Hi, I'm currently in third year studying MChem Chemistry for Drug Discovery and Development. I am passionate about science , LGBTQ+ rights and swimming too.
Getting into running can seem daunting at first but with my top tips, it doesn’t need to be. In this post, I will tell you about my running journey and give you pointers to get you from loathing running to loving it!
My running journey:
At the start of the pandemic, I decided I wanted to get out of the house every day and do something to make myself fitter. This led me to run. I downloaded the couch to 5k app and so my running journey began. Completing the app led me to do 3 runs in a week and I gradually upped this to 4 or 5 depending on how I was feeling. Check out my post on the couch to 5k here. On return to Lincoln and with the start of the new academic year last year I attempted to keep this up but quickly lost motivation and my number of runs reduced to 1 or 2 every week.
With encouragement from a friend, this year I joined the University athletics and cross-country society! I found that being part of a group gave me the push I needed to stick to my plan and work on my running ability. I now run a few times a week with the group and do my runs additionally if I can’t make the sessions. What I have learnt is that running isn’t easy when you first start but it can be really enjoyable if you put the work in at the start. Below are my top tips for beginning.
Find a plan that works for you
There are loads of plans out there that can help you plan your runs for the week. For me, that was the couch to 5K, but for you, it could be another app or a plan that you make yourself. Knowing what you want to do before you go out for a run is so important as it gives you something to focus on and work towards. To avoid disappointment make sure that any targets you set are realistic.
Be persistent and stick to a routine
Once you have found a plan that works for you the next challenge is sticking to it. I learnt the hard way that you can lose your ability very fast when you stop running for a few weeks. Don’t worry you can pick it back up fast too but it is all about being persistent. If you stick to a routine and say run every other day or on certain days of the week it will allow your body to prepare and recover accordingly. Not only this but it will also encourage you to keep to the pattern as you don’t want to break a streak of sticking to the plan.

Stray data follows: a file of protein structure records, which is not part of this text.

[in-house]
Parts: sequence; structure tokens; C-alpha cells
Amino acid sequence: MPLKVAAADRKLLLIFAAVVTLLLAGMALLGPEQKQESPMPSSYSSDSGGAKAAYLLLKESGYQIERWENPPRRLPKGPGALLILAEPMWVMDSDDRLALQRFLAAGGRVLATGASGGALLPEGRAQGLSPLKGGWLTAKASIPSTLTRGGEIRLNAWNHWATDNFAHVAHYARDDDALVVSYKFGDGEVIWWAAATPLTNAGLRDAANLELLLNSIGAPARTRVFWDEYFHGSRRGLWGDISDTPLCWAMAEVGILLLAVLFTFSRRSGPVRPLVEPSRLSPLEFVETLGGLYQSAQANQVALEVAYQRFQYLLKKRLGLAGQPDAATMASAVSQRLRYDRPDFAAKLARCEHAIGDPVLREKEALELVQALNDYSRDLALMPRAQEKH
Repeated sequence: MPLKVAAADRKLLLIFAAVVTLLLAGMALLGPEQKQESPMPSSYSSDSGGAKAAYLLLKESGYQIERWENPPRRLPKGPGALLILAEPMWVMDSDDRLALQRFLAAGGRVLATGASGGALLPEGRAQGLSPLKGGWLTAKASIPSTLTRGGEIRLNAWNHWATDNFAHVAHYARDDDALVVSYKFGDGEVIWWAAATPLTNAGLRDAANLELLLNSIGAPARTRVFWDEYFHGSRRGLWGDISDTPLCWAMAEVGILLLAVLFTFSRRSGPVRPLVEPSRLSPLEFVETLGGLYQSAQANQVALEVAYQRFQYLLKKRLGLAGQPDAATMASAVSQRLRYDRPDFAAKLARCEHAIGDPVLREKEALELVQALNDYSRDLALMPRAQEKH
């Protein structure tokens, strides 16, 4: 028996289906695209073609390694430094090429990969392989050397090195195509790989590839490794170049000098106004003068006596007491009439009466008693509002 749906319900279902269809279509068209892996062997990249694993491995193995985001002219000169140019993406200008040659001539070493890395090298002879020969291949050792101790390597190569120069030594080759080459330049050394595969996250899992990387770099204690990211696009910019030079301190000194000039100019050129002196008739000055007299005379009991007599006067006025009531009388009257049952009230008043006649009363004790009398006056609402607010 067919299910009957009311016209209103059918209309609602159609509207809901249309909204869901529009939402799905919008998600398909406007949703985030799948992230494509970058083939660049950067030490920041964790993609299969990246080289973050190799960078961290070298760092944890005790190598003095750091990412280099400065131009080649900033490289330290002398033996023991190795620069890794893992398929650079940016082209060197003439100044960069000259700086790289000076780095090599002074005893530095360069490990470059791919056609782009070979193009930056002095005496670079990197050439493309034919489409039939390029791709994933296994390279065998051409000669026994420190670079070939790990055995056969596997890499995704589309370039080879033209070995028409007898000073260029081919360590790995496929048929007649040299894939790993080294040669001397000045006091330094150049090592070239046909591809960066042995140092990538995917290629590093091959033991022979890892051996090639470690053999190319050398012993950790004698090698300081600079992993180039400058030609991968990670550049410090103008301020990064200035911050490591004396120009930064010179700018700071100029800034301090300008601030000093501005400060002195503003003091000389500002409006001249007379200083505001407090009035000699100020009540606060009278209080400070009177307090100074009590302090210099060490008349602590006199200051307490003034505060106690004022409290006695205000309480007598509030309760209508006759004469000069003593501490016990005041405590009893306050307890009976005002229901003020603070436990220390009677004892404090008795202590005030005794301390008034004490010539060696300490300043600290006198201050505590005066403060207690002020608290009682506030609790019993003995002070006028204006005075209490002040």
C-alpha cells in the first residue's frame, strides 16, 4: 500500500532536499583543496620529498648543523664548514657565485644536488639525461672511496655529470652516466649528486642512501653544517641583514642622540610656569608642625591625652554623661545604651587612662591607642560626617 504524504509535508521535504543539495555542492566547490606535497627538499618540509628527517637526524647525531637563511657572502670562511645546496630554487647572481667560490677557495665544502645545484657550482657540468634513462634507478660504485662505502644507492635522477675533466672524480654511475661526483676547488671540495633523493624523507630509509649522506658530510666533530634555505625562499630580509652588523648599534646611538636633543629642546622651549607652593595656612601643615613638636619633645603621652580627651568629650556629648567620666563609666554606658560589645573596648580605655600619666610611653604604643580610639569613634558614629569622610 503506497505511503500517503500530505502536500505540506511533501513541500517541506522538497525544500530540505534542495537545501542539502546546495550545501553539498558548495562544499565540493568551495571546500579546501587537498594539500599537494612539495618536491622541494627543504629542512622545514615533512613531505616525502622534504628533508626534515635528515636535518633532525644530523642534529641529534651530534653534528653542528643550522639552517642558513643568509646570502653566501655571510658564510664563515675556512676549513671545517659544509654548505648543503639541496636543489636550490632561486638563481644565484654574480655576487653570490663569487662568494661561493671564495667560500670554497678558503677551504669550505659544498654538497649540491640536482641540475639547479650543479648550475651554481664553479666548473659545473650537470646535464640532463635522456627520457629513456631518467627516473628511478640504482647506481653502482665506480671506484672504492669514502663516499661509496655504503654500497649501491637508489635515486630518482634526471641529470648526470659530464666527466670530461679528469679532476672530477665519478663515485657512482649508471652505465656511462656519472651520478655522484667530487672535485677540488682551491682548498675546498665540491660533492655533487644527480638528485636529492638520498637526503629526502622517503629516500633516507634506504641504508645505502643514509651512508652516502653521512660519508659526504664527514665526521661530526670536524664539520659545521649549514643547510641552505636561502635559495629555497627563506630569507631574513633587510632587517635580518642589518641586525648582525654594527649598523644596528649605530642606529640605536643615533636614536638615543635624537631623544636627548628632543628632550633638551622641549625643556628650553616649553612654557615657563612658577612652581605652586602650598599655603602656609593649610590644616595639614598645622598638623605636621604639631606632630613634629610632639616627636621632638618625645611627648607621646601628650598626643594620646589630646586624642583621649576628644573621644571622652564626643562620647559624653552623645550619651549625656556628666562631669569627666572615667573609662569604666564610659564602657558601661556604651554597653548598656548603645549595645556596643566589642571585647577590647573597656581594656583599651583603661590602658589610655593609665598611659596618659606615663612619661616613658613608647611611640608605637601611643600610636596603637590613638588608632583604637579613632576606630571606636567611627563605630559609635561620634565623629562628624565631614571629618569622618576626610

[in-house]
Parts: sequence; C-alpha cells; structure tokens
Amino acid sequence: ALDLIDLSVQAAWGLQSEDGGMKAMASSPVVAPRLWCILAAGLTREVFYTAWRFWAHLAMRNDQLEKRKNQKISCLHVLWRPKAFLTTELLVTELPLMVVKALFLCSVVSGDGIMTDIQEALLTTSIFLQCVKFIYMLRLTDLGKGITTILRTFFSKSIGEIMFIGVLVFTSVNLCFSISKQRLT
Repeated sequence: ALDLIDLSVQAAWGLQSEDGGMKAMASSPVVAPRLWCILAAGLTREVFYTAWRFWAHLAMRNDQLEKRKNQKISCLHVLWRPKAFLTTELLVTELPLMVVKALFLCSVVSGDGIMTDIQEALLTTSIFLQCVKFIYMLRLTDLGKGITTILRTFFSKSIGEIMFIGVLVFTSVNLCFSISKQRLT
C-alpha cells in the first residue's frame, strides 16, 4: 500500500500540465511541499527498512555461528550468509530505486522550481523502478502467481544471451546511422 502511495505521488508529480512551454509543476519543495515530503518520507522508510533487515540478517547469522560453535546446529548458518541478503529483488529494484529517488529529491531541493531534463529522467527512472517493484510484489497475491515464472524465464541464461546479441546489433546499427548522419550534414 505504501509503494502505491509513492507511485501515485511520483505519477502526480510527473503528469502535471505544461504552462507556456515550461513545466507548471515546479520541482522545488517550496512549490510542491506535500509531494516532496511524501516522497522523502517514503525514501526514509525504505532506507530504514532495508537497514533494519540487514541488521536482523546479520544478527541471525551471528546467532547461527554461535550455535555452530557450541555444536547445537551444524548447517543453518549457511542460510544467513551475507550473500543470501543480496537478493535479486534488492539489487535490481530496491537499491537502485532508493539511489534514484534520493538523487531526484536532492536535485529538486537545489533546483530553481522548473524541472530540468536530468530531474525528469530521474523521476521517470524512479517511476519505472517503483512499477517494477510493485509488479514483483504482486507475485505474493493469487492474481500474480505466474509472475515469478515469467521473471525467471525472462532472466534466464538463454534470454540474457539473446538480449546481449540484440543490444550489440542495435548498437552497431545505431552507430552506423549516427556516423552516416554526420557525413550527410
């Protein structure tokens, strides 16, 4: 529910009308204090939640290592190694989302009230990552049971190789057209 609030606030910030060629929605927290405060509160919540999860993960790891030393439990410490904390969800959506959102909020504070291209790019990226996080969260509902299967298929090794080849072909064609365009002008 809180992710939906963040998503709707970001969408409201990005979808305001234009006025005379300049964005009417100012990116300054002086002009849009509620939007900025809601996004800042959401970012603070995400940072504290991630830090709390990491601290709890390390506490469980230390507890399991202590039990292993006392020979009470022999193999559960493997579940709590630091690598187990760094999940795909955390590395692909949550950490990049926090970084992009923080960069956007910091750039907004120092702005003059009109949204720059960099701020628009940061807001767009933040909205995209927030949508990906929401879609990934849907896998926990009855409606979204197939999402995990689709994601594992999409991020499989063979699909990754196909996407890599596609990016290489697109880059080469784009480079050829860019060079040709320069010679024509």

Find your pace
As a beginner, it is very easy to sprint from the start and then need to stop and catch your breath. If this is the case then you are probably running too fast. If you have a smartwatch try tracking your pace. If not then you can find a route you know the distance of and time yourself to work out your pace. Make sure that you are choosing comfort over performance. It is better to run further slower than burn yourself out running a short distance. Once you have found a comfortable pace you can start increasing this slowly over time.
Warm up and cool down
This may sound obvious but I am such a culprit for forgetting to warm up and cool down and you can tell the difference. Have a look online for the best stretches for the type of run you would like to do (long or short distance) and see what works for you. If like me you thought you could handle runs without stretching I challenge you to warm up before your next run and see the impact that it makes.
Try running with friends or as part of a group
As previously mentioned, when I started running whilst at university I found it difficult to keep up with my plan and stay motivated. Running with friends encouraged me to run more regularly and to keep a good pace as I didn’t want to fall behind. I used to be scared to run with others as I thought that I would be judged but I’ve learnt that as part of the athletics society, everyone likes to focus on their run rather than yours and when running at a comfortable pace I can go much further as part a group than I can by myself.
Make short term goals
I learnt the hard way that you can’t expect to become Mo Farah overnight. It is very easy to compare yourself to times you might see online and to think today I am going to half my time, but you need to think realistically. Make goals that can be achieved in a short space such as a month to 6 weeks. This allows you to adapt to your ability and feel a sense of achieving rather than pushing for unrealistic targets and constantly being disappointed.
Thank you for taking the time to read this post I hope that it has given you a little more confidence to start running! Let us know where you run by tagging us in your stories @uolstudentlife on social media. Happy running!
“If it doesn’t challenge you, it won’t change you”Fred DeVito